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Fences causing controversy

Complaint arises land-use questions about residents using a stretch of city-owned land, formerly used by Red Cars, between Lake and Alabama streets.

December 21, 2011|By Mona Shadia
  • A city-owned stretch of land between Lake Street and Alabama Street in Huntington Beach has received a complaint regarding fenced-off areas that should be available for public access. The area used to be where the Red Cars ran before the Pacific Electric Railway disbanded.
A city-owned stretch of land between Lake Street and Alabama… (SCOTT SMELTZER,…)

When Michael Novratil and his family moved into a house on Alabama Street two years ago, they got a special bonus from the city: a piece of municipally owned land in the backyard, complete with a fence, that provided a perfect place for their dogs to run around.

Now, Novratil may have to find a new place for his dogs to play. The city, responding to some complaints and inquiries, has ordered all the fences to come down by Jan. 12.

Walking down the well-manicured Lake Street where embattled former Bell City Manager Robert Rizzo used to live, one wouldn't know about the alley stretch hidden between Lake and Alabama.

Years ago, the famous Red Cars owned by the Pacific Electric Railway ran through there. When that stopped, the Huntington Beach Co. gave the railroad stretch to the city in 1987. And since then, nothing has been done with it — so residents began using it for themselves.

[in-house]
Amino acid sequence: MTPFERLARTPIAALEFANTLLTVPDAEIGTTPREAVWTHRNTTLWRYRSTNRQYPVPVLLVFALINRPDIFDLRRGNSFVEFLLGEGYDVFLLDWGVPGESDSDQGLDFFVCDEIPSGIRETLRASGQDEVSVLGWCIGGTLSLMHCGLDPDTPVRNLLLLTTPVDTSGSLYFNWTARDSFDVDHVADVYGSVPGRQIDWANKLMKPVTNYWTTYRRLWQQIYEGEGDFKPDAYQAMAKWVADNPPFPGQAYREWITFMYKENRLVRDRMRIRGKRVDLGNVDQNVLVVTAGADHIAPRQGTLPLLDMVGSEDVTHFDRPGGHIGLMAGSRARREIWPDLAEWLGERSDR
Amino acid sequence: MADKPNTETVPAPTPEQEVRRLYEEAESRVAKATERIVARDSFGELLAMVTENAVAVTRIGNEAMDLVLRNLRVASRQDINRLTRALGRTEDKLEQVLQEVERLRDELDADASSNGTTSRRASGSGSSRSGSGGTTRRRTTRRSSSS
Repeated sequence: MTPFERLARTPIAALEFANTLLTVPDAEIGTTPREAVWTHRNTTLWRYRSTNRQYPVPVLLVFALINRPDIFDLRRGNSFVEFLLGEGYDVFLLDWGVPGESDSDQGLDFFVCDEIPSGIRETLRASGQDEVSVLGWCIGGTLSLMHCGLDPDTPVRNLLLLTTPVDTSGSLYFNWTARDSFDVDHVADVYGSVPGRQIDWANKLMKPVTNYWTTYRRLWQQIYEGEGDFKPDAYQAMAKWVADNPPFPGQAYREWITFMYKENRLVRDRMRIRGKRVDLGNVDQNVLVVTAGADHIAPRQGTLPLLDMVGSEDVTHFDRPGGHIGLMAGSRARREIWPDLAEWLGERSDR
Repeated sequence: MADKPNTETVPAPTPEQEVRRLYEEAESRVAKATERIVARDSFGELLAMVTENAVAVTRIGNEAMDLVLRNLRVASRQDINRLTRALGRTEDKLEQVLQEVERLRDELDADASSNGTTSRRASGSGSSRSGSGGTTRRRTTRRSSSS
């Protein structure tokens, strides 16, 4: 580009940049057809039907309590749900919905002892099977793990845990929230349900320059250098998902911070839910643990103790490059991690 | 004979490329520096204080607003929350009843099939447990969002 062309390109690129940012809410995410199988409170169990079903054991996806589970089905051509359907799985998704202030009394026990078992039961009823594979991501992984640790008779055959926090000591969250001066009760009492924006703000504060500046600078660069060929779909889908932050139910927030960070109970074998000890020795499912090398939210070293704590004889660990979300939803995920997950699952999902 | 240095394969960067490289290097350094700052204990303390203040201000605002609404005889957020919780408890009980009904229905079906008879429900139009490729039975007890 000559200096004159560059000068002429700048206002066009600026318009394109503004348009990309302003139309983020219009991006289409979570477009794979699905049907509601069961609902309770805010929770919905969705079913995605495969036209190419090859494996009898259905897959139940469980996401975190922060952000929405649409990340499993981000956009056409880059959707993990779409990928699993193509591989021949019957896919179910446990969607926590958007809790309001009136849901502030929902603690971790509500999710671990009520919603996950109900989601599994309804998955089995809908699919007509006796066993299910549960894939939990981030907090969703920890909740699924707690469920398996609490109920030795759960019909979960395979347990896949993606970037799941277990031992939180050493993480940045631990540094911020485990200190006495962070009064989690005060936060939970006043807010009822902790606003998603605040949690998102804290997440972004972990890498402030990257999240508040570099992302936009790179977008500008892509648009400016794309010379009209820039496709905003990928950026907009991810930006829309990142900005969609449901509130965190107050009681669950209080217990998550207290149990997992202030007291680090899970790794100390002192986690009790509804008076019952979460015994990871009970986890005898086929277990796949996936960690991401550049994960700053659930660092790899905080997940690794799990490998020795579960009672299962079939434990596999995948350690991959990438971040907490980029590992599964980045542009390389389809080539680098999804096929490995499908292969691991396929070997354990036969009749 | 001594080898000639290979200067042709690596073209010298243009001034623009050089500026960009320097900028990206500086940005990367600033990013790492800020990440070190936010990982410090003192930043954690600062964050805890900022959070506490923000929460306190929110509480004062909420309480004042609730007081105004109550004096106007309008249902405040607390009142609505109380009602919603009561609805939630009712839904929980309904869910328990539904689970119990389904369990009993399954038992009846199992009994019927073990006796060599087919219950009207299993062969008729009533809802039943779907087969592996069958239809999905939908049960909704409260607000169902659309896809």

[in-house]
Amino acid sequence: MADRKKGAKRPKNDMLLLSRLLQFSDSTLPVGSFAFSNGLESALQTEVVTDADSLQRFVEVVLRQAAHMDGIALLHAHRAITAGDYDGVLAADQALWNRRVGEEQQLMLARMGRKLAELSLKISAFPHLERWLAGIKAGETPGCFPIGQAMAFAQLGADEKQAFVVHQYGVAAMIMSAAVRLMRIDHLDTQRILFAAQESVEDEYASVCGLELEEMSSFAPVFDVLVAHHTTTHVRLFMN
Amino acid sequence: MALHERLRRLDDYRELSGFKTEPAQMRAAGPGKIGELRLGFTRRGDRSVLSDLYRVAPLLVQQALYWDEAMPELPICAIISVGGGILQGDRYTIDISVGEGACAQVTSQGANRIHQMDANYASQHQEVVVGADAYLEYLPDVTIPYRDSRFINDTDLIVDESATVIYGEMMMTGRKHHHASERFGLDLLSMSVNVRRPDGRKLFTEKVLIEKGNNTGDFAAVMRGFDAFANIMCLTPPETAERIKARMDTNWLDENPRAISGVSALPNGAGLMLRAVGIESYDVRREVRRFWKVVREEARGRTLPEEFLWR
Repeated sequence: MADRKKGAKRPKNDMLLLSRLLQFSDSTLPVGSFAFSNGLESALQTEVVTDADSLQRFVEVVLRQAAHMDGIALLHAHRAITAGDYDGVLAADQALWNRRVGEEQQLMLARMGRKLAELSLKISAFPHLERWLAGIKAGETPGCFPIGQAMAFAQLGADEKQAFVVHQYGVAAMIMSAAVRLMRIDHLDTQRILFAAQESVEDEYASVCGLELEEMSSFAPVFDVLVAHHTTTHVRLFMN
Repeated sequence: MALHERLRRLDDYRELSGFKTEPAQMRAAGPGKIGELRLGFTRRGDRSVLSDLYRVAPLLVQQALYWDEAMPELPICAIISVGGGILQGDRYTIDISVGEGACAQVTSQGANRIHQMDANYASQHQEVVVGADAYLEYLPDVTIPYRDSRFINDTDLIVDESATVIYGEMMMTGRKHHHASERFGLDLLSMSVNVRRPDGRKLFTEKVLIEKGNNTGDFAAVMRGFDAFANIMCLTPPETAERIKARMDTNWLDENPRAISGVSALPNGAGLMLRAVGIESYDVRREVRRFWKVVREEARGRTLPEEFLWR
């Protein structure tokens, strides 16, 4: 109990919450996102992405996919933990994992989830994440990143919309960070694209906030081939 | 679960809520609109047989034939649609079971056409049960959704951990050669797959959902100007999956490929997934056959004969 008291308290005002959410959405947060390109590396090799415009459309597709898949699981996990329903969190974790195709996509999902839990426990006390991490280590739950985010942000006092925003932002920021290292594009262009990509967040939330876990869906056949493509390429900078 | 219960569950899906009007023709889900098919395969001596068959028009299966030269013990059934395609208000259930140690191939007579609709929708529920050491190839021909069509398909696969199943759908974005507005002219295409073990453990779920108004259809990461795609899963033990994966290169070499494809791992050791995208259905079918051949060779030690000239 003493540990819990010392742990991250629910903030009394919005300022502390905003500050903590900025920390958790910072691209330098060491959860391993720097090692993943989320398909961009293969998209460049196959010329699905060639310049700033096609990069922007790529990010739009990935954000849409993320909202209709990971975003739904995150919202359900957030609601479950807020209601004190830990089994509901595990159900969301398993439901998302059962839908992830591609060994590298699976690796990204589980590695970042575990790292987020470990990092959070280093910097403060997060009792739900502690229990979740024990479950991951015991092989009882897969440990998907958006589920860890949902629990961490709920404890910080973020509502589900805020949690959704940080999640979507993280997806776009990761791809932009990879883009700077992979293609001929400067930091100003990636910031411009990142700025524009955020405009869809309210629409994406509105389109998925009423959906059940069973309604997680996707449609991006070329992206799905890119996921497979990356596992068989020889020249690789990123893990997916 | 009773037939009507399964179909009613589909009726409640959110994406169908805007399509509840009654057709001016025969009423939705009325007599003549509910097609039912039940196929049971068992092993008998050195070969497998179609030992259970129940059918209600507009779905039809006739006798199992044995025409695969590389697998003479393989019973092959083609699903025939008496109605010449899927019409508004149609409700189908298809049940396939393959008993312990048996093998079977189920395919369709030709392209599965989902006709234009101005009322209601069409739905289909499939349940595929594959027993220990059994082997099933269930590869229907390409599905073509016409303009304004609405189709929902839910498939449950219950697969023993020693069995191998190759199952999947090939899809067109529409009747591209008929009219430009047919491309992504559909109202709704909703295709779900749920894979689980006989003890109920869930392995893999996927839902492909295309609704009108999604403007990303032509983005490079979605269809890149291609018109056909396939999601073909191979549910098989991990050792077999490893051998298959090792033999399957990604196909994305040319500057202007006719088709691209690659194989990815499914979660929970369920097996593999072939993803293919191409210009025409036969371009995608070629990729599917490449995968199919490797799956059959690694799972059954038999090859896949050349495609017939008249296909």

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The alley, which stretches horizontally between Utica and Indianapolis avenues where a Southern California Edison power substation is housed, has been divided by residents, with each household taking over the area directly across from it.

Although there aren't any official agreements between the city and the residents who live near the land, the city has allowed residents to use it as long as permanent structures are not built on it, according to Director of Public Works Travis Hopkins.

"It's city property, and the city hasn't programmed it or scheduled to do any improvements on the property," he said. "So the city has allowed adjacent property owners to use it, but not put any permanent structures there."

But some have gone beyond what the city has allowed. Residents near the Edison substation, where a fence and a gate had been installed by the city to discourage illegal dumping, have fenced off their own areas and erected another gate at the opposite end of the alley, closing some of it from public access.

That has gotten under the skin of resident Diane Amendola.

The 68-year-old, who doesn't live near the city-owned land area, said she likes to walk through there because of how serene and peaceful the area looks with the birdhouses, trees and gardens that some residents have installed.

But one day, while trying to take a shortcut, she ran across the welded gate and couldn't get through.

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